A Continuous Variable Valve Event and Lift Control Device (VEL) for Automotive Engines 2001-01-0244
This paper describes a new variable valve control device called VEL (Variable Valve Event and Lift Control Device), which enables continuous control of both valve events (opening duration) and valve lifts, from the lowest lift or deactivation state (0) to a long event and high lift state.
VEL is composed of two subsystems. One is a mechanical valve train system, which converts crankshaft rotation into output cam oscillation via a transmission mechanism involving a rocker arm. The valves are moved by the output cam oscillation. The other is an electric powered actuator system, which varies valve events and lifts according to driving conditions by controlling the angular positions of a control shaft. This control shaft has a eccentric control cam inserted into the fulcrum cylinder of the rocker arm, so as to change the state of the transmission mechanism and the output cam.
In VEL, the combination of a unique transmission mechanism and state change mechanism, make it possible to gain a great adjustment range of events and lifts. In addition, it involves a compact system that can be installed on existing DOHC direct acting valve train engines without the need for any major cylinder head modifications. Furthermore, the adoption of the so-called desmodromic (forced drive) principle for the transmission mechanism makes it possible to avoid additional springs or spring loads other than the existing DOHC valve train, so as to realize a simpler system structure. In addition, this principle and the improvement of the cam profile of the output cam make it possible to achieve smooth valve motion even at high speed, so as to increase the maximum power. Low valve spring loads based on this principle and low energy loss of the output cam oscillating make it possible to reduce driving friction at low speed in combination with small valve lift control, thus reducing fuel consumption.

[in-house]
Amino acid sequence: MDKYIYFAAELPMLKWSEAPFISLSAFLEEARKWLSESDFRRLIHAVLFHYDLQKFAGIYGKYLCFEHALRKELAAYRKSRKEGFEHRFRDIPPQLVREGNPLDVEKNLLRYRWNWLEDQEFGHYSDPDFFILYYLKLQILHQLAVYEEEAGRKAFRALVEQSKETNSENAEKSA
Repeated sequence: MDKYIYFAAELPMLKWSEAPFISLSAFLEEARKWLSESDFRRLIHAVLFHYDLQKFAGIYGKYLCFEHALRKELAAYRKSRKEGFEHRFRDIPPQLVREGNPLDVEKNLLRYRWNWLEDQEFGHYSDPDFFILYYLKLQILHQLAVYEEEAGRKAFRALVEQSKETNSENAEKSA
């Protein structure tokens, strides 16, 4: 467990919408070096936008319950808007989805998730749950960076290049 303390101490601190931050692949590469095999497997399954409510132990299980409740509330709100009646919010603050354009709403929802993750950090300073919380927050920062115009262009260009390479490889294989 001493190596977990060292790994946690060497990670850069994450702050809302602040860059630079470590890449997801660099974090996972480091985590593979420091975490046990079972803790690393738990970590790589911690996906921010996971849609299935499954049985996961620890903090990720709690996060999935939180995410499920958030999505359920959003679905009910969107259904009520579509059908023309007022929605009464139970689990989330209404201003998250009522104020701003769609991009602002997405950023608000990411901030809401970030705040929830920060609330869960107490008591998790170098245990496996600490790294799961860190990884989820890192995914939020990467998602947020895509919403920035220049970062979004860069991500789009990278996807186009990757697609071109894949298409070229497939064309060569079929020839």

VEL was actually applied to a V6 engine. Test results verified that the characteristics mentioned above are possible and that the actuator system provides excellent response for controlling valve events and lifts.
This paper gives a concrete technical explanation, along with an account of verification results as well as evaluation results regarding VEL. In addition, the accompanying paper (1) also gives an account of the effect of VEL on engine performance.